Meet “SuperSealer” Donald Cherry| Seals & Profiles

With an important birthday coming up this month, our March SuperSealer still feels excited coming to work each day and is deeply passionate about the future of tooling design. When he’s not relaxing at the beach or photographing the local wildlife, he’s working extra hard to meet the needs of his customers.

Who are you?

My name is Donald Cherry, and I turn 60 in March. I am a Rubber Tooling Development Technician for Trelleborg Sealing Profiles at our newly built facility in Aurora, Ohio.

What are your key duties? 

I joined Trelleborg Sealing Profiles as a Rubber Tooling Development Technician, and since then I’ve primarily responsible for designing and fabricating rubber extrusion dies. I begin by drawing a seal or gasket that a customer needs and create a die that can reproduce this within the shape, dimensions, parameters and surface finish criteria they require. I also make sure to adhere to the processing speed and material guidelines of the customer quote, to ensure a successful product launch.

How long have you been with Trelleborg? What do you enjoy most about working here?

I’ve been with Trelleborg a little over 11 years. I love the fact that I am working for one of the leading international companies in the seals and gasket production market. It still excites me knowing that a gasket that I am designing here in Ohio may end up being installed in a building halfway around the world.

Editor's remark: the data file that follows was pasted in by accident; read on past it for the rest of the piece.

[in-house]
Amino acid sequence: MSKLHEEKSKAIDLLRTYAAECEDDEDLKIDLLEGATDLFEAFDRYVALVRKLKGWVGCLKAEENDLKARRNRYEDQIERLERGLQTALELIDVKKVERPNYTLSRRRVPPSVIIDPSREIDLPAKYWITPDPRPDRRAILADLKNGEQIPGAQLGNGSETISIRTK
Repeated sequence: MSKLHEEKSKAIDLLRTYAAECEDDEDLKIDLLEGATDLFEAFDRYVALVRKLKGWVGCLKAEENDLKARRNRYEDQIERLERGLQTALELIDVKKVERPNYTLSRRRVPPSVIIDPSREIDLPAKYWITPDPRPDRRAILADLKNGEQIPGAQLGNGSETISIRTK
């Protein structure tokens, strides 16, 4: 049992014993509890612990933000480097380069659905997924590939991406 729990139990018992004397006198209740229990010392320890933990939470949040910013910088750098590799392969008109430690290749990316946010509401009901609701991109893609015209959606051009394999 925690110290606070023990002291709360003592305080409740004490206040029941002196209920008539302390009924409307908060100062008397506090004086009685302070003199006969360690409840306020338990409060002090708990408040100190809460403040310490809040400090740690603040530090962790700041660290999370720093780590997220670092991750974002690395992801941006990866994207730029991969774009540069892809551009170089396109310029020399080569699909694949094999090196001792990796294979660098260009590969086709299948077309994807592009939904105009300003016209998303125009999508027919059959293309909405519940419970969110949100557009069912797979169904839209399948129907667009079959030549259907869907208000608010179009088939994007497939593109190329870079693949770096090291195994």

I also like the fact that I am designing products for a very diverse range of industries, including architectural, automotive, industrial, aerospace – to name just a few! Here in Ohio, I am surrounded by a very knowledgeable and dedicated group of co-workers who make it a pleasure to come into work each day.

What are the key challenges you face in your job?

One of the challenges that I face in my job is keeping up with the ever-changing requirements for more complicated and intricate profiles. Customer demands are constantly changing as technology advances and this requires us to design increasingly more unique profiles or work with new compounds.

As the profiles become more complex, the guidelines are also becoming more precise, which means that I must design tooling that is capable of repeatedly producing a product that meets the customer’s requirements.

How do you think your business area is going to evolve in the future? How are you preparing for this?

The typical customer profile will undoubtedly continue to grow in complexity, so we are actively learning new techniques to produce tooling to meet their needs. In the future, we will be able to use predictive software that can analyze how a profile is going to flow through a die. This will help massively when it comes to creating dies that require far fewer trials and redesigns – it will save time, reduce lead times and make us far more efficient and competitive.

I anticipate major advancements in tooling design over the next decade or so. It’s sad that, with my career gradually coming to an end and retirement on the horizon, I won’t be coming along for the ride.

What do you enjoy doing in your free time?

When I’m not working, you can often find me out in the woods or along the shore of a lake with a camera in my hand. I’m an avid amateur photographer and especially love taking wildlife, nature and landscape pictures. I also enjoy spending time with my wife and grown kids. We enjoy traveling as a family when we can – our favorite destination being the beautiful beaches of the Outer Banks in North Carolina.

People having fun in a huge pipe

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